College Football Daily Fantasy Helper: Saturday 10/12/19 Afternoon-Only Slate
Week 7 of college football is here! FanDuel's Saturday college football DFS afternoon only slate includes eight games.
As for the basics, your roster consists of a quarterback slot, two running back slots, three wide receiver slots (which also includes tight ends) and one super flex slot. In the flex, you can insert one player from any position, including quarterbacks.
Here, our goal is to help you field a roster full of fantasy goodness, and in true numberFire fashion, we'll use our in-house projections as well as betting totals and advanced statistics to tackle as many slates as possible in the lead-up to the College Football Playoff. This week, we are only breaking down Saturday's afternoon only slate, which locks at 3:30 p.m. EST.
Let's breakdown which players are in great spots as well as identify some players with cheap price tags that will allow you to roster the high dollar players.
Tua Tagovailoa, Alabama (10,700) – Tagovailoa has accounted for 25 of the Alabama Crimson Tide's 34 offensive touchdowns this season. The Alabama signal caller leads the nation with 23 touchdown passes (including three straight games with at least five touchdown passes). Tua is averaging 343.6 passing yards per game, which ranks third nationally. This week’s matchup with Texas A&M is projected to be competitive, according to our models. That should mean we should get four full quarters of Tua and the Alabama starting offense for the first time this season.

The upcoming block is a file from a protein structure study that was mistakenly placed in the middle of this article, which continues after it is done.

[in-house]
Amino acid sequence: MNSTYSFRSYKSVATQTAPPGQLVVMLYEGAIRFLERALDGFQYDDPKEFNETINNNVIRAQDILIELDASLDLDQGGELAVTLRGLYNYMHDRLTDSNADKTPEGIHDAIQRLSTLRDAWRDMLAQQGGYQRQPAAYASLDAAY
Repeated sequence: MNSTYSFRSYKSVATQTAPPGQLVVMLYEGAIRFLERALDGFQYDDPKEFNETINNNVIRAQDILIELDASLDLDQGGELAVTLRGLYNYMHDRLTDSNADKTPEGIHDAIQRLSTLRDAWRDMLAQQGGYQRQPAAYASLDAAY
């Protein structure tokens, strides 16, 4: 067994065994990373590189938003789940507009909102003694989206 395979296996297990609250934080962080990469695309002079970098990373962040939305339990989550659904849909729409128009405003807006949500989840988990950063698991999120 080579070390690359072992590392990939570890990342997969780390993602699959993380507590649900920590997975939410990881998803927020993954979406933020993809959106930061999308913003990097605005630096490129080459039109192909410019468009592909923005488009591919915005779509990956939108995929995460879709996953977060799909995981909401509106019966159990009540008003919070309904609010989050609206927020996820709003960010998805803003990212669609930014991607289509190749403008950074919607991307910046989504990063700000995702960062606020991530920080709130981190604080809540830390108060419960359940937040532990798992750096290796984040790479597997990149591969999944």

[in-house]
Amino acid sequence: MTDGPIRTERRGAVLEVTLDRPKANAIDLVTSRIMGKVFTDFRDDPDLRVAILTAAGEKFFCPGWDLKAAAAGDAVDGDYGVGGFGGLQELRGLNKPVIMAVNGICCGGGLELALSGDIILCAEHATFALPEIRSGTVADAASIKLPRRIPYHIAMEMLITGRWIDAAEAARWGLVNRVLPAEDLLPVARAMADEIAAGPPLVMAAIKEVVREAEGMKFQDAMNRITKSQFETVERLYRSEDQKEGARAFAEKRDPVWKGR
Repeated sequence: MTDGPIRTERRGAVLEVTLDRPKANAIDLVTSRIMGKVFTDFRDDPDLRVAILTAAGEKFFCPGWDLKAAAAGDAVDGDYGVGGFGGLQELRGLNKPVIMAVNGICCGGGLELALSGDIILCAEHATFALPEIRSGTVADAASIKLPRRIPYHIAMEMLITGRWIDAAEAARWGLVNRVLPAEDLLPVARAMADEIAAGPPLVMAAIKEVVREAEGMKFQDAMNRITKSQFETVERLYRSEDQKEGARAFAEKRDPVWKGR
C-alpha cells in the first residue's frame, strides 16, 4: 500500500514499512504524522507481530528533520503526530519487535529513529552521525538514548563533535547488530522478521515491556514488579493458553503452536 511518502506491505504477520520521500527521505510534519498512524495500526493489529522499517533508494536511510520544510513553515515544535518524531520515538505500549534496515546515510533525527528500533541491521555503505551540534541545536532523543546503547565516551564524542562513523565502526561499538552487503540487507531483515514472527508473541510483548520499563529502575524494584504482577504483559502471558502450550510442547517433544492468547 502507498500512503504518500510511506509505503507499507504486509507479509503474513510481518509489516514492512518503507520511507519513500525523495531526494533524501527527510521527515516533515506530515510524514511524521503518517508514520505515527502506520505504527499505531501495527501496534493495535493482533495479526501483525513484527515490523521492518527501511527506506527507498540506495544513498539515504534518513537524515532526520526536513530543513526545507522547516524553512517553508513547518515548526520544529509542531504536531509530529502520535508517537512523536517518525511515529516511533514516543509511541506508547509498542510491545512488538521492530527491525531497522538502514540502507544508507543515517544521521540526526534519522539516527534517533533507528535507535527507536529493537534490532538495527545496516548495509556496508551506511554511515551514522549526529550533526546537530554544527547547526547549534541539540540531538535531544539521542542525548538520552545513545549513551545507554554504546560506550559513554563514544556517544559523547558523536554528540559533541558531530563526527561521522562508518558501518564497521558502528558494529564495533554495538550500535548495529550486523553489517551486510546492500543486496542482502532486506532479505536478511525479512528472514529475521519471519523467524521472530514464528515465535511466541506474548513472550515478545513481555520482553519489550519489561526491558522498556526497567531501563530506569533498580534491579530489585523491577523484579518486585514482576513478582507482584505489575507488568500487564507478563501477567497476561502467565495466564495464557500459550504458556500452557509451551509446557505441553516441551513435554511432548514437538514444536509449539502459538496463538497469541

Charlie Brewer, Baylor (9,300) - Brewer has accounted for 13 of the Baylor Bears' 26 offensive touchdowns this season. Through five games, the dual-threat quarterback is averaging 240.4 passing yards, 14.8 rushing yards, and 2.6 total touchdowns. Brewer should be excited about the matchup with the Texas Tech Red Raiders. The Bears' signal caller threw for 308 yards and three touchdowns while also adding a touchdown on the ground in last year's meeting with Texas Tech.
Jaren Hall, BYU (7,000) – Hall is expected to receive his first career start against the South Florida Bulls with starting quarterback Zach Wilson out for the foreseeable future. Hall is a two-sport athlete at Brigham Young Cougars, and he’s known for his speed. The dual-threat freshman quarterback should have no problem paying off his cheap price tag against South Florida’s defense, which has surrendered 21 touchdowns to opposing offenses in five games this season.
Others to consider: Aaron Gordon, Brock Purdy, Jett Duffey, Trevor Lawrence, Jayden Daniels, Desmond Ridder, and Jack Coan
Eno Benjamin, Arizona State (9,600) – Benjamin is the focal point of the Arizona State Sun Devils' offensive attack. He's scored at least one touchdown in every game this season. The junior running back has at least 20 carries in four out of the Sun Devils' five games. Up next, Benjamin has a date with the PAC 12's worst run defense, the Washington State Cougars. The Cougars are allowing nearly 194 yards rushing to opposing backfields in the last three games.